We desire the right health care for our loved ones, but is it possible that on occasion, less is best? Based upon a recent report published by Dr. Martin Makary, professor of surgery and health policy at the Johns Hopkins University School of Medicine, a full 21% of medical care we receive is unneeded – meaning that millions of individuals subjected to various treatment plans, screenings and scans are getting little if any benefit. And these kinds of unwarranted health services come at a cost: up to $210 billion each year, as reported by the National Academy of Medicine.
As just one example, screening for survivors of early stage breast cancer typically includes advanced imaging such as PET, CT and bone scans, and tumor marker screenings – while the American Society for Clinical Oncology particularly encouraged doctors in 2012 not to order these kinds of tests. Yet around half of patients within that criteria were given these types of scans between 2007 and 2015.
The result is avoidable pain, suffering, and financial expense for tests and procedures that could have no bearing on improving or lengthening life, according to Dr. Lisa Schwartz, professor at the Dartmouth Institute for Health Policy and Clinical Practice. Dr. Rebecca Smith-Bindman, a University of California-San Francisco professor, takes it a bit further, stating, “It’s just bad care.”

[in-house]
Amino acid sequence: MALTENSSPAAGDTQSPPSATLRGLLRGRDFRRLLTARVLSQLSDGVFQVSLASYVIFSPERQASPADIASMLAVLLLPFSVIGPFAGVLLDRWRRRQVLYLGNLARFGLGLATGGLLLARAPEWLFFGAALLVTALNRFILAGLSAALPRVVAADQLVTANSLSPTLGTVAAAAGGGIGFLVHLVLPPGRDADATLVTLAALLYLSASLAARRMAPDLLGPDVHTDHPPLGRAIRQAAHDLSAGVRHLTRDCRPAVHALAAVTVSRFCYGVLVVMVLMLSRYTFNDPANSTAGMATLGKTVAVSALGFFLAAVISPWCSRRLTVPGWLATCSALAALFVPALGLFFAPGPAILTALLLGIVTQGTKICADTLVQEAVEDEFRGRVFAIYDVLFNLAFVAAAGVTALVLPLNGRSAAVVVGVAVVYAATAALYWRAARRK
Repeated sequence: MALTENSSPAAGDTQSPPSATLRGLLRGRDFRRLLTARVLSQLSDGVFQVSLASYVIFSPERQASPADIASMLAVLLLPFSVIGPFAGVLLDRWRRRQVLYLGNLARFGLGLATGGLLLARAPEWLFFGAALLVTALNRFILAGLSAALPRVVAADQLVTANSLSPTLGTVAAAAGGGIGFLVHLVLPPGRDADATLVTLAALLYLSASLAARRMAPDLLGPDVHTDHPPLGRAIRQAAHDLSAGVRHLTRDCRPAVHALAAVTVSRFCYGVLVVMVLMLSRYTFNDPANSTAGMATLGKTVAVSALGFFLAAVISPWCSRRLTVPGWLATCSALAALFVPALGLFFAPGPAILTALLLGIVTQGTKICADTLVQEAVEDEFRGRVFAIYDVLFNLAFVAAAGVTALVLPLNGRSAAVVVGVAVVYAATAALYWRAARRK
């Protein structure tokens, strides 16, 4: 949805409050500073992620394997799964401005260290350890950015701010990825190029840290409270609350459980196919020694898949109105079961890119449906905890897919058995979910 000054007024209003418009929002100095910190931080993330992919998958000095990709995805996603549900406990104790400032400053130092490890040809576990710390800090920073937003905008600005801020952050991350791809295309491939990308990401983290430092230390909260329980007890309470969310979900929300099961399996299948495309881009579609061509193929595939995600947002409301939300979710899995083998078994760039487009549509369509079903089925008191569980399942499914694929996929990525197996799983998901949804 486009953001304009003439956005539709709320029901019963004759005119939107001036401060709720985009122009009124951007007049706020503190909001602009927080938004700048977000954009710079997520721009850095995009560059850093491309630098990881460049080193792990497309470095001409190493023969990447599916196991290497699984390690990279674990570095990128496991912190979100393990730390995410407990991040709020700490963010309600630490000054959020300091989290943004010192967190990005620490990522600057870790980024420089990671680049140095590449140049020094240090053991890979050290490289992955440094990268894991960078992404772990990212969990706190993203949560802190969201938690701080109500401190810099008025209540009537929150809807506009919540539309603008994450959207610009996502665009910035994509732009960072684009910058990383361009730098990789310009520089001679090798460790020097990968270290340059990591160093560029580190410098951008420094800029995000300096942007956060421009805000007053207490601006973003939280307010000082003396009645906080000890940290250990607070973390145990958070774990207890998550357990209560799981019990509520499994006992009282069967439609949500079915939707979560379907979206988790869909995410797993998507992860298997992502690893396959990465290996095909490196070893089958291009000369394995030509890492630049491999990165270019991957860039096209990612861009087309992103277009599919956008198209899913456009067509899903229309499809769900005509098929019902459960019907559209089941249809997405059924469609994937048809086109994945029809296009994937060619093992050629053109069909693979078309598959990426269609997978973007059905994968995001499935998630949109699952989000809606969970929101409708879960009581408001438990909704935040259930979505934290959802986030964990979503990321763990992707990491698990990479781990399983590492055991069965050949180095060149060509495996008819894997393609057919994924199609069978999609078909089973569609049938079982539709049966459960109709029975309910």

On account of the Choosing Wisely campaign, established by the American Board of Internal Medicine Foundation in 2012, awareness is being raised about unnecessary treatments. “Patients used to feel like ‘more is better,’” said Daniel Wolfson, Executive Vice President of the ABIM Foundation. “But sometimes less is more. Changing that mindset is a major victory.”
It’s important for all to be proactive in informing ourselves to the fullest extent possible about any sort of health issues our elderly loved ones are dealing with, and to discuss with the medical team any screening or treatment options that are in question.
Did you realize Home Matters provides transportation and accompaniment to medical appointments and procedures, and serves as an advocate for older persons to help ensure they’re getting the very best possible medical care? Just some of the many ways we’re able to help:
- Give prescribed medication reminders
- Pick up prescriptions
- Make wholesome meals in accordance to any required dietary plan
- Evaluate the home for fall risks
- Provide mobility and ambulation assistance
- Ensure safety during bath/shower time
- And much more